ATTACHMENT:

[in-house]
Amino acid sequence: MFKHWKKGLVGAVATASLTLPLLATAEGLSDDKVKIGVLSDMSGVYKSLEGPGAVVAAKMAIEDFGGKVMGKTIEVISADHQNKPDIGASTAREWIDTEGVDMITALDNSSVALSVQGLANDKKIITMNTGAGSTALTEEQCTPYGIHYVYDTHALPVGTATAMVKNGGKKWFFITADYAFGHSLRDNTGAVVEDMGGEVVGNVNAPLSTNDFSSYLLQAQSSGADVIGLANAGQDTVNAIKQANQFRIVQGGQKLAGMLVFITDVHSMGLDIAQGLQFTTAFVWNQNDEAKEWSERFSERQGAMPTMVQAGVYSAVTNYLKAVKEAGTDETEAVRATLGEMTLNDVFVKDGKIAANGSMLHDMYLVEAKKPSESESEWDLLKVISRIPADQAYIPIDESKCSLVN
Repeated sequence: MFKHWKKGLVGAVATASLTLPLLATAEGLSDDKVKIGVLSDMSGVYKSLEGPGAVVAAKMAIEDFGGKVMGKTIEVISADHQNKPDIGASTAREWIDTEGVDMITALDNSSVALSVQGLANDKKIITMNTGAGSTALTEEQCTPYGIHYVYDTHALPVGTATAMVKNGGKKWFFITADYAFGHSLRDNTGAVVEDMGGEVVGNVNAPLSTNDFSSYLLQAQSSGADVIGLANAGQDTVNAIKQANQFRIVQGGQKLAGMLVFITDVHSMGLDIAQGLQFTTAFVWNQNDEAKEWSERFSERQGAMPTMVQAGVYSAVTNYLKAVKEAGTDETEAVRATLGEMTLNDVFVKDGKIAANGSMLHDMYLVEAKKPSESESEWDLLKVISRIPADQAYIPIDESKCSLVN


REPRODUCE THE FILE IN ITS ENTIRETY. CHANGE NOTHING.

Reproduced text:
[in-house]
Amino acid sequence: MFKHWKKGLVGAVATASLTLPLLATAEGLSDDKVKIGVLSDMSGVYKSLEGPGAVVAAKMAIEDFGGKVMGKTIEVISADHQNKPDIGASTAREWIDTEGVDMITALDNSSVALSVQGLANDKKIITMNTGAGSTALTEEQCTPYGIHYVYDTHALPVGTATAMVKNGGKKWFFITADYAFGHSLRDNTGAVVEDMGGEVVGNVNAPLSTNDFSSYLLQAQSSGADVIGLANAGQDTVNAIKQANQFRIVQGGQKLAGMLVFITDVHSMGLDIAQGLQFTTAFVWNQNDEAKEWSERFSERQGAMPTMVQAGVYSAVTNYLKAVKEAGTDETEAVRATLGEMTLNDVFVKDGKIAANGSMLHDMYLVEAKKPSESESEWDLLKVISRIPADQAYIPIDESKCSLVN
Repeated sequence: MFKHWKKGLVGAVATASLTLPLLATAEGLSDDKVKIGVLSDMSGVYKSLEGPGAVVAAKMAIEDFGGKVMGKTIEVISADHQNKPDIGASTAREWIDTEGVDMITALDNSSVALSVQGLANDKKIITMNTGAGSTALTEEQCTPYGIHYVYDTHALPVGTATAMVKNGGKKWFFITADYAFGHSLRDNTGAVVEDMGGEVVGNVNAPLSTNDFSSYLLQAQSSGADVIGLANAGQDTVNAIKQANQFRIVQGGQKLAGMLVFITDVHSMGLDIAQGLQFTTAFVWNQNDEAKEWSERFSERQGAMPTMVQAGVYSAVTNYLKAVKEAGTDETEAVRATLGEMTLNDVFVKDGKIAANGSMLHDMYLVEAKKPSESESEWDLLKVISRIPADQAYIPIDESKCSLVN